3. GREENS- Greens are a valuable and rewarding addition to your bird's diet. The common table greens may be used, or in the summer, backyard greens are available. Greens have the reputation of causing diarrhea, which is not true, but they will affect the character of the stool. Greens are bulky foods that pass through the digestive tract rapidly, causing a soft green stool. Greens are high in water, adding fluid to the body. More urine is produced which adds to the fluidity of the droppings. Birds at first may overeat greens, but if fed consistently, will only eat a small amount. Sprouted bird seed is a special treat. When feeding any type of fresh food, make sure to thoroughly wash the food before giving it to the bird. This removes any soil bacteria or contaminants which could be harmful to your bird.


(must not have been treated with insecticides, pesticides, or


Leaf lettuce Dandelion

Endive Chickweed

Celery (chopped or the tops) Fresh branches, etc. (Edible varieties only)

Carrot tops



Mustard greens


It is important that all varieties of bird receive from 15-25 percent of their diets in the form of vegetables, fruits, and "treats." The smaller seedeaters (finches, canaries, etc.) should be given the lesser amount. The Conures, Amazons, and Cockatoos, somewhere in between, and the fruit-eaters (Lories, Toucans, and many Macaws) the greater amount.

Vegetables are a great source of protein and carbohydrate which tend to offset the higher fat content of some of the "favorite" seeds of many birds, such as sunflower and safflower seeds. Try a wide variety of vegetables like green and other beans, fresh or cooked corn, peas, broccoli, peppers, squash, cauliflower, potato, carrots, cooked spinach, beets, yams, sweet potatoes, etc.. Avoid iceberg lettuce, particularly in young birds. It has little or no nutritive value. Also some vegetables such as tomatoes tend to be acidic and should be avoided.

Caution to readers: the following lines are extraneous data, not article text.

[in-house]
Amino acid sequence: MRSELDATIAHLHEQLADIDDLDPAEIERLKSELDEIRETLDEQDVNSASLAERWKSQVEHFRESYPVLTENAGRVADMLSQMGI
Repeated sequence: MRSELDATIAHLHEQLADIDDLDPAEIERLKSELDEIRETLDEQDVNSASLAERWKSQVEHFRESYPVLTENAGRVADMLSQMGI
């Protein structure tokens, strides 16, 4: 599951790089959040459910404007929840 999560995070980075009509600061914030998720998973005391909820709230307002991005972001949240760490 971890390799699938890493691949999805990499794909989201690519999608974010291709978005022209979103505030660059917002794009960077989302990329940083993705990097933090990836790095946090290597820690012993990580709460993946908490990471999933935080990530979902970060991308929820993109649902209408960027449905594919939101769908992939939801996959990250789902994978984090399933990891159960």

Fruits are an excellent source of carbohydrate and a moderate source of protein. They supply the bird with a readily digestible energy source, and are a valuable source of many vitamins and minerals. Fruits such as berries, grapes, papaya, and sometimes citrus fruits and apples tend to give birds what we call "functional" diarrhea. These fruits and berries are said to have a "cleansing" effect on their digestive tracts, but anything can be overdone. Offer these items once or twice weekly. Some fruits such as pineapple and most citrus fruits tend to be acidic, and also should only be fed in limited quantities.

Peaches, pears, and bananas have better nutritive value for birds and are less apt to cause diarrhea.